Another current trend among street art is storytelling and wordplay. An image of a mattress on the street with the words “Nothing really mattress”, a play on words of the Queen lyric “nothing really matters”, has gone viral. Another popular trend is to spread poetry and creative phrases on walls and streets, proving that words can deliver just as much impact as images, provided the execution is clever enough. In Madrid, the multidisciplinary artistic company Boamistura , showed their love and appreciation for Spain’s best known poets by writing parts of famous poems on the ground for people to stumble across while crossing the street. Brand storytelling is a big part of marketing, and so why not take a leaf out of their book and turn the streets into your canvas, and tell the story of your brand in novel way?

There are many more ways of taking inspiration from street art for your marketing campaign, the key is to do your research and always be on the lookout. Find street artists that you like and keep a keen eye on their work, since a key part of good marketing is recognizing current and potential trends, and finding ways of molding and adapting them creatively to present your brand and products.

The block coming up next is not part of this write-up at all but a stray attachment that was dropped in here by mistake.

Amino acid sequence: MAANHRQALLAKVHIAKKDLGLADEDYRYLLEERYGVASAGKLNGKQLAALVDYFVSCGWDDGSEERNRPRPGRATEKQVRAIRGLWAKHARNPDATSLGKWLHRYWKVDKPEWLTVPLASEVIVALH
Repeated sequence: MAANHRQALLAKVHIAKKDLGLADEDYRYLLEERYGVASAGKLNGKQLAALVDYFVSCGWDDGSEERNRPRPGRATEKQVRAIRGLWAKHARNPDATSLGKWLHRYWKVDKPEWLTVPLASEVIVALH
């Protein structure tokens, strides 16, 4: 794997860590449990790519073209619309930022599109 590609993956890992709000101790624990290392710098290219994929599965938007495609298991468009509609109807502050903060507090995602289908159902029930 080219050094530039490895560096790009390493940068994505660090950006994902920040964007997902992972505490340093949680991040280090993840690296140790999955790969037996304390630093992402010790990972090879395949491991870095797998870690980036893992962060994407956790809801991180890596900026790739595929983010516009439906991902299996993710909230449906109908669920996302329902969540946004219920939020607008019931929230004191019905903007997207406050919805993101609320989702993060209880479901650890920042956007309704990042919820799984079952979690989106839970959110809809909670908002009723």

Photo via www.abritandabroad.com

Original Post by Angela Goodin
Creative Guerrilla Marketing – The #1 Site For Guerilla Marketing, Ambient Advertising, and Unconventional Marketing Examples.



Source: Guerilla Marketing

The Berry Company Hits the Streets and Makes People Feel Good in Latest Social Experiment

The Berry Company Hits the Streets and Makes People Feel Good in Latest Social Experiment

The Berry Company Hits the Streets and Makes People Feel Good in Latest Social Experiment


The Berry Company, a family run food business, decided to hit the streets of London to brighten people’s day in their latest marketing campaign. Apparently, 8:12am has been identified as the time by which you know whether or not your day will be a good one.

With the help of W Comms and Gas and Electric, The Berry Company hit the streets of London to help make everyone have a great start to their morning. Their goal was to help people have a  #berrygoodday. How did they do this? They did a small social experiment where a young man went out with an umbrella on a rainy day and tried to cheer people up. Unfortunately this did not go as planned as people seemed a bit standoffish.